Written by Dr. Gabriel Fries
The concept of “accelerated aging” was first introduced after researchers started studying biological markers of aging and realized that sometimes the age that is detected in the laboratory does not concur with the actual age of a person. In this sense, it’s important that we define two different but important concepts: ‘chronological age’ and ‘biological age’. By definition, a chronological age measures the time elapsed since birth. Accordingly, individuals born on the same day will share the same chronological age throughout life, regardless of lifestyle, disease, or health. In contrast, individuals of identical chronological age may have different biological ages. Biological age is intended to measure the decline in the function of tissues and organism, and more often than not, both of these ages do not line up.
Of note, the problem is not to have your chronological and biological ages out of sync; the problem is when you have a biological age that’s actually older than your chronological age (“premature aging”). The ultimate goal of our research is to find ways to prevent premature aging, since it may increase the risk for aging-related diseases (cardiovascular disease, hypertension, cancer, osteoarthritis, diabetes, osteoporosis, dementia, among others) and contribute to an early decline in physical function.
There are no statistics on the prevalence of premature aging in the American population or in any other population. We do know from studies that by 2050 the American 85 years old and over population will triple, and so will the burden of the public health community to attend to this growing population. The possibility of younger people having an older biological age may indicate that these estimations are actually not completely accurate; in fact, we might be underestimating the burden that the premature aging of society as a whole may have in the future.
Thankfully, there are several strategies that have been scientifically suggested to prevent accelerated aging to some extent. One of the strongest evidence is on the effects of caloric restriction on lifespan, i.e., eating less can actually help us live longer1. Other studies also suggest the beneficial effects of an overall healthier eating habit, exercising, having a good night’s sleep, avoiding drugs, tobacco, and alcohol, among others. All of these have been proven to prevent accelerated aging to some extent.
The fact that some medical conditions can contribute to accelerated aging is not really new to Medicine. Doctors have been aware of rare genetic disorders known to cause premature aging and shorten life expectancy for years, such as the progeroid syndromes. What is fairly novel is the fact that common chronic diseases can also contribute to accelerated aging mechanisms. For instance, there is evidence to suggest that this is the case for some types of cancer, cardiovascular disease, heart failure, diabetes, liver cirrhosis, chronic obstructive pulmonary disease, systemic lupus, among others. With the support from the UTHealth Consortium on Aging and of The University of Texas Houston Retiree Organization (UTHRO), the Translational Psychiatry Program in the Department of Psychiatry and Behavioral Sciences at UTHealth has been studying how psychiatric disorders, specifically bipolar disorder, can also contribute to accelerated aging. We have evidence that some patients with bipolar disorder show features of accelerated biological aging compared to healthy people2. While this is something that’s not carved in stone, still needs to be replicated by other research groups, and may not be true for all patients, it emphasizes the importance of carefully thinking of anti-aging strategies for these patients.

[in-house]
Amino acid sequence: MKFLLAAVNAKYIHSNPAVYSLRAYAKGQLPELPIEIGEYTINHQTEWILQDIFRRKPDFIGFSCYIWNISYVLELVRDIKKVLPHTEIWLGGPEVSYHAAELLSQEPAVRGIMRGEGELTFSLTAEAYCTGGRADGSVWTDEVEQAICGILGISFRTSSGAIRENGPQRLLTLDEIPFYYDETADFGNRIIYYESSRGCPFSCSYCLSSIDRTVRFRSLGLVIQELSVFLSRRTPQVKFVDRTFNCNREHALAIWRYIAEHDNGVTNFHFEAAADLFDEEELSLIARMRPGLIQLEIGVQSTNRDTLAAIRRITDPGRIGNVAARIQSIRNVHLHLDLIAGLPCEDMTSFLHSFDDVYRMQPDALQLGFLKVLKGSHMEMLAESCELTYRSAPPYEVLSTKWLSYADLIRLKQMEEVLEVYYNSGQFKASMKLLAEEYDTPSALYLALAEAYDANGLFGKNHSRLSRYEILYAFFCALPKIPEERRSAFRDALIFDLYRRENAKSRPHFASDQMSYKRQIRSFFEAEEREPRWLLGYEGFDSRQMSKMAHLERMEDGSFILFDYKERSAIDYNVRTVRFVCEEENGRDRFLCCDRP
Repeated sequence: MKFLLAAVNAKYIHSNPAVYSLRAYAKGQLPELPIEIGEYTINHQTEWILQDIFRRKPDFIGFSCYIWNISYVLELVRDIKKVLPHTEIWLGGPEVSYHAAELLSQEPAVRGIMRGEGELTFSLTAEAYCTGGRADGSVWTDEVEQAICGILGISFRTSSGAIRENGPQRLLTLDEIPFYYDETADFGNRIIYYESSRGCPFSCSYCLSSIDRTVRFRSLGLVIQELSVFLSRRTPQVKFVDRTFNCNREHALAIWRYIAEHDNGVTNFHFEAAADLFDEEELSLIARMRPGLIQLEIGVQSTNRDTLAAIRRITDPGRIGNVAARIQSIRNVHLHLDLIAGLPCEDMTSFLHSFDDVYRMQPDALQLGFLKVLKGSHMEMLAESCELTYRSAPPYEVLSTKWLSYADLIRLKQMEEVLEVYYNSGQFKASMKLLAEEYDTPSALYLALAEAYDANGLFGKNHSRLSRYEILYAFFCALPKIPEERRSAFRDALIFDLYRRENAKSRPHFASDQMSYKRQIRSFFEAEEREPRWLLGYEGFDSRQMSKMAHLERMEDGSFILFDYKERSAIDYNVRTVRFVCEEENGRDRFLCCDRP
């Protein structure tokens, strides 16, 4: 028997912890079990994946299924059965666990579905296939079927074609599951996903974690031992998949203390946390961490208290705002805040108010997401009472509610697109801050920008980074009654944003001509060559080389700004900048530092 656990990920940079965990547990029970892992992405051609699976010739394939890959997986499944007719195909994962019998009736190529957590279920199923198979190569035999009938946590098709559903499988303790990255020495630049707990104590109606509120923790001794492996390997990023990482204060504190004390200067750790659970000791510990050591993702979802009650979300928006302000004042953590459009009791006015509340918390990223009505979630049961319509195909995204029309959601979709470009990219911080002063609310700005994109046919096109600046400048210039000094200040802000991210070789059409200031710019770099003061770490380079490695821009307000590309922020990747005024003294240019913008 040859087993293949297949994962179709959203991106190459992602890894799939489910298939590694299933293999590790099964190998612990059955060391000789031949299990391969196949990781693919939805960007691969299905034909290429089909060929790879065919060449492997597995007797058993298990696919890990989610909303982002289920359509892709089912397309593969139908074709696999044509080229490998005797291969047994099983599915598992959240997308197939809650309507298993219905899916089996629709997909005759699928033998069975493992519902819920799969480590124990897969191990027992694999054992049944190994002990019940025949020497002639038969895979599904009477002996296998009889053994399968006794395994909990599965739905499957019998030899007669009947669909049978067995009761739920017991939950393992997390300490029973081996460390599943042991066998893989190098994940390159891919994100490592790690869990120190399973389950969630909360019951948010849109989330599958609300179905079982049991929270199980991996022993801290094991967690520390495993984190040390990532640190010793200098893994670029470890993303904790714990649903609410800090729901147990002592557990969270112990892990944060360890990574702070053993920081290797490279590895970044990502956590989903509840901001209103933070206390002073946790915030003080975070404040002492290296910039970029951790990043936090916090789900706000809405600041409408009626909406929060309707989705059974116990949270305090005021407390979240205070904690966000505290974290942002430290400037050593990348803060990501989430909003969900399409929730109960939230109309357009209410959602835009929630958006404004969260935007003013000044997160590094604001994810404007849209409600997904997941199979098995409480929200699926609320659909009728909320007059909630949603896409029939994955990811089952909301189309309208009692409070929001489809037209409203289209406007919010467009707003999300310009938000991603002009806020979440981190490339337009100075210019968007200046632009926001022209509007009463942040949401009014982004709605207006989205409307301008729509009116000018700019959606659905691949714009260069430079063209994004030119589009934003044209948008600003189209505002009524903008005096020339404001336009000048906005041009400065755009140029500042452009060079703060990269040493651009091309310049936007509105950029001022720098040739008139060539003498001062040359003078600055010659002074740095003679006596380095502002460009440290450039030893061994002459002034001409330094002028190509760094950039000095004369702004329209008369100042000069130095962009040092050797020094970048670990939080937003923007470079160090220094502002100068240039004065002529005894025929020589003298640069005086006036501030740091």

As discussed before, we could all be taking the effort to maintain healthy eating habits, exercise, prevent smoking habits, etc, and according to what we are finding in our studies this may be particularly important for patients with chronic conditions, such as bipolar disorder. Overall, we should be mindful that our lifestyle choices may be contributing to our biological age, especially if we already have a pre-existing condition that may make us more vulnerable to accelerated aging mechanisms.
1Balasubramanian P, Howell PR, Anderson RM. Aging and Caloric Restriction Research: A Biological Perspective With Translational Potential. EBioMedicine. 2017;21:37-44.
2Fries GR, Bauer IE, Scaini G, Wu MJ, Kazimi IF, Valvassori SS, Zunta-Soares G, Walss-Bass C, Soares JC, Quevedo J. Accelerated epigenetic aging and mitochondrial DNA copy number in bipolar disorder. Transl Psychiatry. 2017;7(12):1283.
Gabriel R. Fries, PhD, is a translational researcher in the field of biological psychiatry. His research focuses on the epigenetic basis of mood disorders, with a particular interest in bipolar disorder and molecular mechanisms of stress. Dr. Fries’ studies use basic science and investigation of cells, (epi)genomes and clinical datasets to better understand disease mechanisms and transmission, with the ultimate goal of designing novel medications and improving the lives of patients.